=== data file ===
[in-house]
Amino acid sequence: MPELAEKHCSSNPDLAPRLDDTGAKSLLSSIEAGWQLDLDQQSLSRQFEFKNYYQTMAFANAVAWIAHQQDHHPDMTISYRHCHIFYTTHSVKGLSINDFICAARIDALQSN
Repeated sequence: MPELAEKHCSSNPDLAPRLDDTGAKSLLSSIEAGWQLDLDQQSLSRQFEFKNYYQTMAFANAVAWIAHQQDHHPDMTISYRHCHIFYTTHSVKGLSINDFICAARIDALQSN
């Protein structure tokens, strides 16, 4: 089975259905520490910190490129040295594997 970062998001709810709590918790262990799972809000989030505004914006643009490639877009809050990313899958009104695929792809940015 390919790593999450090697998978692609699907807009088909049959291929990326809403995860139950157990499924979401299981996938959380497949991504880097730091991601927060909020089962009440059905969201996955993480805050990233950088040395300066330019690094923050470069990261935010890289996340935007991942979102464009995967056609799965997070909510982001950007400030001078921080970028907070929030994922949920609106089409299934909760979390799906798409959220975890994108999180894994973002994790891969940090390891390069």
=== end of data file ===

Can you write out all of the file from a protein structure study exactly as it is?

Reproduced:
[in-house]
Amino acid sequence: MPELAEKHCSSNPDLAPRLDDTGAKSLLSSIEAGWQLDLDQQSLSRQFEFKNYYQTMAFANAVAWIAHQQDHHPDMTISYRHCHIFYTTHSVKGLSINDFICAARIDALQSN
Repeated sequence: MPELAEKHCSSNPDLAPRLDDTGAKSLLSSIEAGWQLDLDQQSLSRQFEFKNYYQTMAFANAVAWIAHQQDHHPDMTISYRHCHIFYTTHSVKGLSINDFICAARIDALQSN
């Protein structure tokens, strides 16, 4: 089975259905520490910190490129040295594997 970062998001709810709590918790262990799972809000989030505004914006643009490639877009809050990313899958009104695929792809940015 390919790593999450090697998978692609699907807009088909049959291929990326809403995860139950157990499924979401299981996938959380497949991504880097730091991601927060909020089962009440059905969201996955993480805050990233950088040395300066330019690094923050470069990261935010890289996340935007991942979102464009995967056609799965997070909510982001950007400030001078921080970028907070929030994922949920609106089409299934909760979390799906798409959220975890994108999180894994973002994790891969940090390891390069």